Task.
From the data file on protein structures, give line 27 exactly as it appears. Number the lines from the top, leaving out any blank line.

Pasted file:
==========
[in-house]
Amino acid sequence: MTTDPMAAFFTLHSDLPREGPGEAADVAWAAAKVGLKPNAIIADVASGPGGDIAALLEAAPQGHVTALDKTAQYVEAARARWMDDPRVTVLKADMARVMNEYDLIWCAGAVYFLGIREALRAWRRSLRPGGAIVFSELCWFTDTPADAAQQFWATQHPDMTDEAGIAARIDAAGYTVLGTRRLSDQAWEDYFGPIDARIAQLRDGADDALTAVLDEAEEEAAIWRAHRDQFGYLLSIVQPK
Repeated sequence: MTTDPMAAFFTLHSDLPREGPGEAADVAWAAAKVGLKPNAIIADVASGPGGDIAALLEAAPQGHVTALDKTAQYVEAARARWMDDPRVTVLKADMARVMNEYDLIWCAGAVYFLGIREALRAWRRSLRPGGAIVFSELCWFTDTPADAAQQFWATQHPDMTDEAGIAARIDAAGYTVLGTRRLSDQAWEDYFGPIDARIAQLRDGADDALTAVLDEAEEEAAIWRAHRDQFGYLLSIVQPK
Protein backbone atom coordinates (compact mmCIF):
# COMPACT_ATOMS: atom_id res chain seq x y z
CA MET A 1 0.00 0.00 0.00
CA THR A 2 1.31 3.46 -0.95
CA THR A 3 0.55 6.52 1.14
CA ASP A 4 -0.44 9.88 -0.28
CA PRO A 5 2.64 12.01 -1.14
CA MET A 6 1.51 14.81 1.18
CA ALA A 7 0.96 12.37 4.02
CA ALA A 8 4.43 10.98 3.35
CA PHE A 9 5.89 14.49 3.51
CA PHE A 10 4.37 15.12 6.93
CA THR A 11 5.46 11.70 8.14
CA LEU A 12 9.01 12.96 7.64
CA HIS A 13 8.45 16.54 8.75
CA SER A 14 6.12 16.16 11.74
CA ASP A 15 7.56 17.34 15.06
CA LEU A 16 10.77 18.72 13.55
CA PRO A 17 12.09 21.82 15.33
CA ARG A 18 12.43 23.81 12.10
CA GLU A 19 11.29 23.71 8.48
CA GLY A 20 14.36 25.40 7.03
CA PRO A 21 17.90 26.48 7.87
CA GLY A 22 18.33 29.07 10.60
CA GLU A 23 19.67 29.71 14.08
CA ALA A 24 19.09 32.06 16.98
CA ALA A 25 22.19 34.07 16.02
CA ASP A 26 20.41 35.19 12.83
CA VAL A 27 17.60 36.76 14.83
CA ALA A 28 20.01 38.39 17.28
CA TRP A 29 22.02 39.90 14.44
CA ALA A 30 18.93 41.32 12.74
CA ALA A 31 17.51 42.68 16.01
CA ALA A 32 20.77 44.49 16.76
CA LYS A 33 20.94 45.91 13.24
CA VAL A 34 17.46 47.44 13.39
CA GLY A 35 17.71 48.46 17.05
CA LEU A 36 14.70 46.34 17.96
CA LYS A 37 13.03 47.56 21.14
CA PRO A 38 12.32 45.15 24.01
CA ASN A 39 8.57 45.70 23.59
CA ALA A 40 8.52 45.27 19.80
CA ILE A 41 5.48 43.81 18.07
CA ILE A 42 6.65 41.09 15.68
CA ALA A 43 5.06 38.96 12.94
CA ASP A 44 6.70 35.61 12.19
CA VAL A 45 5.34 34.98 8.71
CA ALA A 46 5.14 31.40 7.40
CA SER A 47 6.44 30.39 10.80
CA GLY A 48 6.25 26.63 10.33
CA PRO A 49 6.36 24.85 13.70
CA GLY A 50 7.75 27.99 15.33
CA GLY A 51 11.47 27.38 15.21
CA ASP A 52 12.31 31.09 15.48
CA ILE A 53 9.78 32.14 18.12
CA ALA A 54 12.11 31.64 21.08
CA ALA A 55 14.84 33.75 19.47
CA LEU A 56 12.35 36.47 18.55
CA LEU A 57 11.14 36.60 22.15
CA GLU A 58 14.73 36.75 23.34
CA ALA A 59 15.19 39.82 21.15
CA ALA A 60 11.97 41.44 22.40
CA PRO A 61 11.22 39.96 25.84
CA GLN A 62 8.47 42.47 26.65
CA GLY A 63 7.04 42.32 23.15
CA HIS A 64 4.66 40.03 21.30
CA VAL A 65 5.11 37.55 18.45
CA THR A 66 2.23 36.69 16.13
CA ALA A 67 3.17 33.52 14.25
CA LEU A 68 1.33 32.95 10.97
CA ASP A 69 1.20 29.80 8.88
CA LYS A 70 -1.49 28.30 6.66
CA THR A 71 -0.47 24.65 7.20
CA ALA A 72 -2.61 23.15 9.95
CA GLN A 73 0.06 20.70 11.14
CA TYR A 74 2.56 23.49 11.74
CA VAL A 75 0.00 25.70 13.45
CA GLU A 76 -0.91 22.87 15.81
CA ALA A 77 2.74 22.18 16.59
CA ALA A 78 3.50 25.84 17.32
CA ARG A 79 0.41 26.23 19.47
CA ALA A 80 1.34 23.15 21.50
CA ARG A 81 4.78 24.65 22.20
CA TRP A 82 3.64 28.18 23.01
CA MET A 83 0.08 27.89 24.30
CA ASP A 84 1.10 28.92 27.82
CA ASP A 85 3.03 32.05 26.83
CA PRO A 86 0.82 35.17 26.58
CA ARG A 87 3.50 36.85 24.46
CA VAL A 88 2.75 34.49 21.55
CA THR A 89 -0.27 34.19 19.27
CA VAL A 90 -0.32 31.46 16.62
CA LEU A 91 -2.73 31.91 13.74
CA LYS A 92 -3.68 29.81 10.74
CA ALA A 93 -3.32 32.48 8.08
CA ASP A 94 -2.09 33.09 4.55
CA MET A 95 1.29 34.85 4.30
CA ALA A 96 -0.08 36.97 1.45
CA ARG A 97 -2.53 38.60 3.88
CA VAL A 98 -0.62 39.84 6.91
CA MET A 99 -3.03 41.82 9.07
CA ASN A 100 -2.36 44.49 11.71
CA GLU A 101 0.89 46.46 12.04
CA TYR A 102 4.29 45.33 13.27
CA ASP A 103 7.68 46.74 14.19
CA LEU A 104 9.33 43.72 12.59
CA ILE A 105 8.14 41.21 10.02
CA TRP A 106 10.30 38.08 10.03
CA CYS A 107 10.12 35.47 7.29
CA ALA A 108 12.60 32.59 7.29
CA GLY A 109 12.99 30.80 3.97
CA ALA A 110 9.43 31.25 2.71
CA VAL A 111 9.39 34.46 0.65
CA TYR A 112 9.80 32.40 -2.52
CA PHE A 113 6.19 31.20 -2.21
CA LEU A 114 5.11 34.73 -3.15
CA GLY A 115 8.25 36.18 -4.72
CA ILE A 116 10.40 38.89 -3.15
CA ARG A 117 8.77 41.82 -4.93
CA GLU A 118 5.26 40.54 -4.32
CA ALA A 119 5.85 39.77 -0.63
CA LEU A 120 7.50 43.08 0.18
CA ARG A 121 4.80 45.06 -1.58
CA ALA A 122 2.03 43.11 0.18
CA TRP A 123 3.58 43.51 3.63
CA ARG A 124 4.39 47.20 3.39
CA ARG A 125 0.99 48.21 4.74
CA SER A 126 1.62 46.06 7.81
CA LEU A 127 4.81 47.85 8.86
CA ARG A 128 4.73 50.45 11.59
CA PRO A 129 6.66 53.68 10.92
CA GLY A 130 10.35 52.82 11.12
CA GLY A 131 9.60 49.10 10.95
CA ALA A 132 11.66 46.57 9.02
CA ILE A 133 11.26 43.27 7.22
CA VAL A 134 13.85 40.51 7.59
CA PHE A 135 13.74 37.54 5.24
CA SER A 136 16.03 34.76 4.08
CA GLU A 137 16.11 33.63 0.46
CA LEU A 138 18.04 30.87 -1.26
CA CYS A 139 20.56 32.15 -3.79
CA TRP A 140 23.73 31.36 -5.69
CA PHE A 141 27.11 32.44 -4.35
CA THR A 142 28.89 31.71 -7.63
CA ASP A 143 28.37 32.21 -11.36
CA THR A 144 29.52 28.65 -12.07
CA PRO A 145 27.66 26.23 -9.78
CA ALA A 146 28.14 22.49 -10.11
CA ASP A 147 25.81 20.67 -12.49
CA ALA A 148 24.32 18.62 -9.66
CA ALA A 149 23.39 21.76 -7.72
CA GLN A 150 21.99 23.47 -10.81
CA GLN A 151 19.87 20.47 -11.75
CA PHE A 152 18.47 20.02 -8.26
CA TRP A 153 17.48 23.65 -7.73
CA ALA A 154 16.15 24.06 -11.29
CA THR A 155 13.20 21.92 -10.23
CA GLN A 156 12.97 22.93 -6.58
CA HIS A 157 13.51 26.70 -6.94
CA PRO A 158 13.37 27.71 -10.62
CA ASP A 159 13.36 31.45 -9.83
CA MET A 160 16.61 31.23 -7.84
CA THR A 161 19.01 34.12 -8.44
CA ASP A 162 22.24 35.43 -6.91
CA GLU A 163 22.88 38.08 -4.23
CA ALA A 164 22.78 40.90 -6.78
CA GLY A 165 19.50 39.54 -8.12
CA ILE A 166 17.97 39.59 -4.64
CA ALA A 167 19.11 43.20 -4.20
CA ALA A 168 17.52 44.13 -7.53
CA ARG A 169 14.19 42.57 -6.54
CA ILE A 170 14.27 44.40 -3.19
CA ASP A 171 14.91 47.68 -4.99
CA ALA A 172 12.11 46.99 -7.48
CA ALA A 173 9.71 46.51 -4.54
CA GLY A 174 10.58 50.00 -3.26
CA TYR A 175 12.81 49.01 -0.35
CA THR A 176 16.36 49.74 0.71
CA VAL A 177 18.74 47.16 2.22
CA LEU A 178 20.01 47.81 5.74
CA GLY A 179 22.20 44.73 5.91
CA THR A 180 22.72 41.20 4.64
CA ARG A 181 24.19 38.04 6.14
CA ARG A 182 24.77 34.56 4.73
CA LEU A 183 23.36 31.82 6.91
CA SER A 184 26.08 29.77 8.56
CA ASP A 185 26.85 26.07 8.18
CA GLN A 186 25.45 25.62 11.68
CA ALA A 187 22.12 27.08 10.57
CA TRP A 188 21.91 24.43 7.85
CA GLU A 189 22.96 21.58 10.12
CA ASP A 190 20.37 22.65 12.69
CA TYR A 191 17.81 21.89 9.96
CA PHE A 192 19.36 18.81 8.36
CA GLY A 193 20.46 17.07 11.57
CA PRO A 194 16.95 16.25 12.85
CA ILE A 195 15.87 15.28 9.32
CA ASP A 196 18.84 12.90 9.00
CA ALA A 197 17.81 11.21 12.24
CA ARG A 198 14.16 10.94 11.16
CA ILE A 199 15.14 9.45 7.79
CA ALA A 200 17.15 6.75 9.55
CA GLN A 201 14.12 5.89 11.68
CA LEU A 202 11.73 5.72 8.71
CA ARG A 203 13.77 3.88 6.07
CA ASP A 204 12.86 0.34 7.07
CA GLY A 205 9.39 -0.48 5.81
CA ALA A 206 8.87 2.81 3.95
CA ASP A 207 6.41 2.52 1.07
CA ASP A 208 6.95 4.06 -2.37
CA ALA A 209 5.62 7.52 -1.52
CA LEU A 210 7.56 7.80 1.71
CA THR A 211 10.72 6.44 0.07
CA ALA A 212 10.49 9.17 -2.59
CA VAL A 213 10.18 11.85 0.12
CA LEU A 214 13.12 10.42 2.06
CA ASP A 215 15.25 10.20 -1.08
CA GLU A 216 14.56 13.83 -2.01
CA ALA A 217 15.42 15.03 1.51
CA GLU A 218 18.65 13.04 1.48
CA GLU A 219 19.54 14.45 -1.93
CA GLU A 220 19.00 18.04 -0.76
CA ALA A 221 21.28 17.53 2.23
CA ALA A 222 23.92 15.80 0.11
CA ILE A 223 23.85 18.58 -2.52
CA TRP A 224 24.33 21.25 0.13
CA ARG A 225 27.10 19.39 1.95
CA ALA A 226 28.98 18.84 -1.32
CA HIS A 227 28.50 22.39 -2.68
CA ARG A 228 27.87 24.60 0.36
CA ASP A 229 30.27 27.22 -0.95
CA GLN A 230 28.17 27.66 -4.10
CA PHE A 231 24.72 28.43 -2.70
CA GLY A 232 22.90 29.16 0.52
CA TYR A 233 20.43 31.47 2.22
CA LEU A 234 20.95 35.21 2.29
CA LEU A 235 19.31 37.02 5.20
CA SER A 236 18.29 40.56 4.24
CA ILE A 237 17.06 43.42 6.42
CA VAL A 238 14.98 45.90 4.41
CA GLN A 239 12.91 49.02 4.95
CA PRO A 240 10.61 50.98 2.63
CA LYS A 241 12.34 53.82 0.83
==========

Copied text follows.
CA GLY A 22 18.33 29.07 10.60